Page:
The story came to the attention of Chinese people in 1992 when an article headlined "Guling" appeared in People's Daily. In February 1992, People's Daily held a contest of writing stories about overseas experiences. Zhong Han contributed the story of Guling and showed Gardner's lifelong attachment to China. The story impressed the editors a lot, and it won first prize.

Among the readers touched by the story was Xi Jinping, who invited Mrs. Gardner to visit Fuzhou accompanied by Zhong Han. The trip finally realized the widow's 6-year dream. She saw with her own eyes the places her husband had spent his childhood and met some of his first playmates who had grown into their 80s and 90s.

Movie version of the story

Guling in My Dream will be based on Milton Gardner's moving story and tell about the friendship between Chinese and American people. Much of the film will depict Gardner's childhood in Guling, based on local people's dictation and field survey.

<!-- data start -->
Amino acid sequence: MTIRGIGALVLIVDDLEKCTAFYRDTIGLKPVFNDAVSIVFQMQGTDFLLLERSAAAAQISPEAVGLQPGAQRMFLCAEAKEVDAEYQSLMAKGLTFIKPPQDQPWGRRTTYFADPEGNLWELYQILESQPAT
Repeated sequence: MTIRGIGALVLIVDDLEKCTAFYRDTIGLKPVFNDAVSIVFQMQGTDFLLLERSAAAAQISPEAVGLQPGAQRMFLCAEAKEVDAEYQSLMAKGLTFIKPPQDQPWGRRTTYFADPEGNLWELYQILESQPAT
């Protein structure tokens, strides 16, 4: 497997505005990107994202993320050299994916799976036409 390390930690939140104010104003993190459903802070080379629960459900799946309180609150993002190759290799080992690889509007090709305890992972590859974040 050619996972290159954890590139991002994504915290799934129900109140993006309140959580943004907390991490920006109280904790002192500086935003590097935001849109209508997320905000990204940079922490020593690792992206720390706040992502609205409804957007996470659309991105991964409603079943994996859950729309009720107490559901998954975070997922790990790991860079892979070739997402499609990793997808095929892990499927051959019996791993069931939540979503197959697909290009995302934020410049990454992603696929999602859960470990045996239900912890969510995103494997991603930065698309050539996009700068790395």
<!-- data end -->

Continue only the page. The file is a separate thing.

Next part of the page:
The story is basically faithful to the original, but with minor changes. The names of Gardner and his wife are changed, and in the end, Gardner does not die.

In the movie version, after more than 60 years in the US, a retired physics professor named Nash from California suffers from an Alzheimer's-like loss of memory. His disjointed thoughts often find their way back to Guling, which motivates his wife to find some way to take him back to the place of his childhood.

Preparations for the movie have been going smoothly over the past half-year, according to Fujian Daily.